• In 2013, the infant mortality rate was 219.6 per 1,000 live births for very low birthweight (less than 1,500 grams) infants, compared to 2.0 for infants weighing 2,500g or more, and 13.4 for infants weighing 1,500–2,499g. The rate for very low birthweight infants was more than 100 times the rate for infants with birthweights of 2,500g or more.
 
Rate of Infant Deaths by Birthweight, 2013

Infant Death Rate by Weight Web Graphic

Data source: Linked Birth/Infant Death Data Set, CDC/NCHS.

Endnotes:

  • All comparisons described are statistically significant at the 0.05 level of significance.
  • Data for this objective are available annually and come from the Linked Birth/Infant Death Data Set, CDC/NCHS.
  • The terms “Hispanic or Latino” and “Hispanic” are used interchangeably in this report.
 

Preterm births (MICH-9.1)

  • Healthy People 2020 objective MICH-9.1 tracks the percent of infants born preterm (before 37 completed weeks of gestation).
    • HP2020 Baseline: 12.7% or over 500,000 live births were preterm in 2007.
    • HP2020 Target: 11.4% of live births, a 10% improvement over the baseline.
    • Between 2003 and 2007, the total preterm birth rate increased 3.3%, from 12.3% of live births to 12.7%. However, the rate declined by 10.2% between 2007 and 2013, from 12.7% to 11.4%.
  • Among racial and ethnic groups, the best (lowest) rate of preterm live births delivered in 2013 was experienced by Asian or Pacific Islander mothers (10.2%).
    • The proportion of preterm live births delivered to black non-Hispanic mothers was 16.3% in 2013, more than 1.5 times the best group rate.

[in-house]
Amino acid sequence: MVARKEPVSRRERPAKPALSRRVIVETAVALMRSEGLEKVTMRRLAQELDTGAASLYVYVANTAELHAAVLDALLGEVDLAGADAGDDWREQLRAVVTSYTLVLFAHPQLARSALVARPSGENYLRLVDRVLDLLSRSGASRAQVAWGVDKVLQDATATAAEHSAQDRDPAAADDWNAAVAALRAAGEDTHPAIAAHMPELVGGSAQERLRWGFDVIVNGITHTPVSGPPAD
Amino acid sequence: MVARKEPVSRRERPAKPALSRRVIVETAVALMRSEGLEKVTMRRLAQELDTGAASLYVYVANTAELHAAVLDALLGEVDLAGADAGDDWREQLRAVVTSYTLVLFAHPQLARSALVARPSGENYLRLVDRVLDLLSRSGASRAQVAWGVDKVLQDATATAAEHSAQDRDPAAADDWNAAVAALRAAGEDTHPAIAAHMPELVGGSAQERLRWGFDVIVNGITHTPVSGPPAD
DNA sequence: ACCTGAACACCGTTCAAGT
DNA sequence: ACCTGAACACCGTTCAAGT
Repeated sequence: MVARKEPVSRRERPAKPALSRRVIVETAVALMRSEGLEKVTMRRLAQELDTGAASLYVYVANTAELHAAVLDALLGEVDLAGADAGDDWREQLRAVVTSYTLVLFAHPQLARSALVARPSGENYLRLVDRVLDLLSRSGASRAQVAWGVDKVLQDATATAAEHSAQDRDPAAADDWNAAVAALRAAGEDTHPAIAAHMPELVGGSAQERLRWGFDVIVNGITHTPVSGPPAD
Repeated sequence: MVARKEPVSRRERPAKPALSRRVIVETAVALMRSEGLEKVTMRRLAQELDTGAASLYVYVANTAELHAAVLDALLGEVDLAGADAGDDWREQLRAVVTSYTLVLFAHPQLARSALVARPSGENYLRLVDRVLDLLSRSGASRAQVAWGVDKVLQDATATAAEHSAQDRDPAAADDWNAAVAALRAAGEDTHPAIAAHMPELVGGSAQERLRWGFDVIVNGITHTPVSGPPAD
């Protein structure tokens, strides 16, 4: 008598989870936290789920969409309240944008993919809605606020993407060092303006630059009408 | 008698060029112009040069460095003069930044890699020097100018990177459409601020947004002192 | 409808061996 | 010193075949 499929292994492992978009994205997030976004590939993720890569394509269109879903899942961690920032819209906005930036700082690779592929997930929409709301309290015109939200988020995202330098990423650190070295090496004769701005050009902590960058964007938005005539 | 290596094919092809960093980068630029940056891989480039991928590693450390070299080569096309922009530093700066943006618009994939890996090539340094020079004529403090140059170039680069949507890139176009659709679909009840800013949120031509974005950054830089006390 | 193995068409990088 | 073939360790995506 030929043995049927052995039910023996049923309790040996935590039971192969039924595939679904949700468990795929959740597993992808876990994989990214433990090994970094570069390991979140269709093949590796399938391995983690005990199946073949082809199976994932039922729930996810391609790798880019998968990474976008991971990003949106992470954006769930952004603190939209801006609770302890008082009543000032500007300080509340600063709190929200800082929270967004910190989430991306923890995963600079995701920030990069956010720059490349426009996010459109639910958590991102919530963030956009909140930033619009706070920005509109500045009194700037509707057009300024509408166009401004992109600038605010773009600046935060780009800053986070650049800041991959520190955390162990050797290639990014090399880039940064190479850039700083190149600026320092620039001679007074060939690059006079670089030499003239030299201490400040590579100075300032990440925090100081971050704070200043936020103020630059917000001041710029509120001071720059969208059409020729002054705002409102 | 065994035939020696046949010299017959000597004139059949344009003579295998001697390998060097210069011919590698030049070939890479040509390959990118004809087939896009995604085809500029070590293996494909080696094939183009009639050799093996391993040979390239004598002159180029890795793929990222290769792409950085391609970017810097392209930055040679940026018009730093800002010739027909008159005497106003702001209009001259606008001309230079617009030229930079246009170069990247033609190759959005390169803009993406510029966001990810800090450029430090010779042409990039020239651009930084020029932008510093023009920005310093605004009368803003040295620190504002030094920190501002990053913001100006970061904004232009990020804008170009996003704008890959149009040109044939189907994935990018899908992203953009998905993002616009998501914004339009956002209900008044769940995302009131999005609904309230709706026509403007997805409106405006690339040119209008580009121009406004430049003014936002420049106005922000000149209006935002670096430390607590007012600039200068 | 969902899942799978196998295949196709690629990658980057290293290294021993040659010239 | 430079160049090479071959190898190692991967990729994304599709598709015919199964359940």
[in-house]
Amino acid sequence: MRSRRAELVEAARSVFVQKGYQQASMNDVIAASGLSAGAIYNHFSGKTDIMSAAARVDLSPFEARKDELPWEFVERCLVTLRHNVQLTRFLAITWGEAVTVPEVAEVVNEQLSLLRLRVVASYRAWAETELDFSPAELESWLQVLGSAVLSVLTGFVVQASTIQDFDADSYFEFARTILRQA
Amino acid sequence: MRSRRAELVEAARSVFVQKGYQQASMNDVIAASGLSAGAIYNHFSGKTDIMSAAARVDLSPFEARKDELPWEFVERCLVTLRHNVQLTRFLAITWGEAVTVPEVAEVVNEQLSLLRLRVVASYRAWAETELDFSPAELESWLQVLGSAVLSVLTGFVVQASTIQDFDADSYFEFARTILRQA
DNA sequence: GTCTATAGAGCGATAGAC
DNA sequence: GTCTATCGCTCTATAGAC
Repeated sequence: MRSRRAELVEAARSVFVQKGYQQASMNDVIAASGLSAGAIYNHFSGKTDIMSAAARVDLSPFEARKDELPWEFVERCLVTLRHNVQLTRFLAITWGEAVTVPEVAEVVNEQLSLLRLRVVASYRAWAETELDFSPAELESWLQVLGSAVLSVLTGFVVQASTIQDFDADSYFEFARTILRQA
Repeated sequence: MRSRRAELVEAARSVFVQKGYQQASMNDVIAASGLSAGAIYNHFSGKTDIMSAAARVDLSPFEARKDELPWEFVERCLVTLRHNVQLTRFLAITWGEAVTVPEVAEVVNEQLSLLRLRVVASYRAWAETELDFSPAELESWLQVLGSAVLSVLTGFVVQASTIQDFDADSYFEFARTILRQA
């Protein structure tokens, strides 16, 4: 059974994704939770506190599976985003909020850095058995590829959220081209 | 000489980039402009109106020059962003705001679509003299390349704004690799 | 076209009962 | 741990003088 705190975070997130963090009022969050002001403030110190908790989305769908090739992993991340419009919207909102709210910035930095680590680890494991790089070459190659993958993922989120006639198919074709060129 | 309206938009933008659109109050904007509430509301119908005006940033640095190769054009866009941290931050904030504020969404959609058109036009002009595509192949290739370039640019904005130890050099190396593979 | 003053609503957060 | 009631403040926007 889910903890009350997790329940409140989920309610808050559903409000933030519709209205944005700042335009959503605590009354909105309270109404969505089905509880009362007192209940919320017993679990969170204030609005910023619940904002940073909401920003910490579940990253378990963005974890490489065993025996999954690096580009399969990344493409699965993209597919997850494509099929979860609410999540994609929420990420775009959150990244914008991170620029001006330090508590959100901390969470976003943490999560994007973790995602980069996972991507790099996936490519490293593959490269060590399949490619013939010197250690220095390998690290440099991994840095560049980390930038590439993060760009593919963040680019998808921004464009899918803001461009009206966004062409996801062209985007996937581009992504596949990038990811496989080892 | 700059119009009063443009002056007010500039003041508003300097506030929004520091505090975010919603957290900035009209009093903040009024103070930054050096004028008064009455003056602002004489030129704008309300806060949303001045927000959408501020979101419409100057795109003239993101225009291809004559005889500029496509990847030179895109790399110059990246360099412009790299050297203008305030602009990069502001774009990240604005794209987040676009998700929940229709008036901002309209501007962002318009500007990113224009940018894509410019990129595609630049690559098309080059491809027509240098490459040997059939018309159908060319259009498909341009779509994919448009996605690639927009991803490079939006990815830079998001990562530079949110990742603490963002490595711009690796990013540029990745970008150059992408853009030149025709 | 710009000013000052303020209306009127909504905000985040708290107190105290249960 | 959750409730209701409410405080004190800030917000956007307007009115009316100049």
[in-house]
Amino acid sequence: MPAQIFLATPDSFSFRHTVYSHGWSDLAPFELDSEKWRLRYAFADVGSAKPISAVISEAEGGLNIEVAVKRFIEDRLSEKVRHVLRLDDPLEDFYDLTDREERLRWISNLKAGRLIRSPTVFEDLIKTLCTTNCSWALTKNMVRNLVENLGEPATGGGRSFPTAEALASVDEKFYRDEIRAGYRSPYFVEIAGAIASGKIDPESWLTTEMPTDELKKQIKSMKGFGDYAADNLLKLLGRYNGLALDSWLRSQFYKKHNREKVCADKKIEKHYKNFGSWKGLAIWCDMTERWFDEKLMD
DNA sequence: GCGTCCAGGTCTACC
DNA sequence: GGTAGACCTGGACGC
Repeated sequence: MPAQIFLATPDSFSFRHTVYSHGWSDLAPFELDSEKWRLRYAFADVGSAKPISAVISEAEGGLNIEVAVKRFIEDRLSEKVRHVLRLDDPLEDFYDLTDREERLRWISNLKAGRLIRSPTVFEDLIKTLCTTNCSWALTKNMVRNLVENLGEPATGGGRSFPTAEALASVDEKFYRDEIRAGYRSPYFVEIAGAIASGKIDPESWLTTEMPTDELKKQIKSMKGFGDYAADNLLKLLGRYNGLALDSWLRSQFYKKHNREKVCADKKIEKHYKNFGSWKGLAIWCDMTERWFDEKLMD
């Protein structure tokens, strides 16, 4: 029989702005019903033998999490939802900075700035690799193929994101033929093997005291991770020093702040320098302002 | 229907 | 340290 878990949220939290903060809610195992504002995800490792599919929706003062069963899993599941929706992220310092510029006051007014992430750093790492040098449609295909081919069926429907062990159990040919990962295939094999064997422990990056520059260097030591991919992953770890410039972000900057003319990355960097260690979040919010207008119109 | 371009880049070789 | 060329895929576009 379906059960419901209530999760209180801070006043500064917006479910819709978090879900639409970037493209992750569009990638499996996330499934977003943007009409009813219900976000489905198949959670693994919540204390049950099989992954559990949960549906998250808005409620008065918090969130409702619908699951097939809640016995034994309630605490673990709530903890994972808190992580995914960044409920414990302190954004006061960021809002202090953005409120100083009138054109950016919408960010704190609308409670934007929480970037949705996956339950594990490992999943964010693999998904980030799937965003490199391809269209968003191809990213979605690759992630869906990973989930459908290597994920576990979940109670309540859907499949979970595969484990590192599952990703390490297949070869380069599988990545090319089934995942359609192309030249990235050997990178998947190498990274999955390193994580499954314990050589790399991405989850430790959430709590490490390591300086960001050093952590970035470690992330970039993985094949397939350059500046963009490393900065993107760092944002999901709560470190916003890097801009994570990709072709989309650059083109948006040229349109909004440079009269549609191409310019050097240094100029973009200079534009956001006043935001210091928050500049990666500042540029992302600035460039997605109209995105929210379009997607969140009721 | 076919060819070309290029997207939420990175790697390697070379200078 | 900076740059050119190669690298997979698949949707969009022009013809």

• Rates for American Indian or Alaska Native, Hispanic or Latino, and white non-Hispanic mothers in 2013 were 13.1%, 11.3%, and 10.2%, respectively. The rate for white non-Hispanic mothers was not significantly different than the best group rate.

Rate of Preterm Births by Race/Ethnicity (of Mother), 2013

Infant Death Rate by Ethnicity

Data source: National Vital Statistics System-Natality (NVSS-N), CDC/NCHS.

  • A smaller proportion of females were born preterm than males (10.9% versus 11.8% in 2013).
  • The percent of married mothers delivering preterm live births was better (lower) than unmarried mothers (10.1% versus 13.2% in 2013).
  • Mothers aged 25–29 years experienced the best (lowest) percent of preterm births, 10.5% in 2013, among age groups. Rates experienced by mothers in other age groups were:
    • 21.1% of the live births among mothers aged less than 15 years were preterm; about twice the rate experienced by the best group
    • 13.0% of the live births among mothers aged 15–19 years were preterm
    • 11.3% of the live births among mothers aged 20–24 years were preterm 
    • 10.8% of the live births among mothers aged 30–34 years were preterm
    • 13.4% of the live births among mothers aged 35 years and over were preterm; almost 1.5 times the best group rate

Endnotes:

  • All comparisons described are statistically significant at the 0.05 level of significance.
  • Data for this objective are available annually and come from the National Vital Statistics System-Natality (NVSS-N), CDC/NCHS.
  • The terms “Hispanic or Latino” and “Hispanic” are used interchangeably in this report.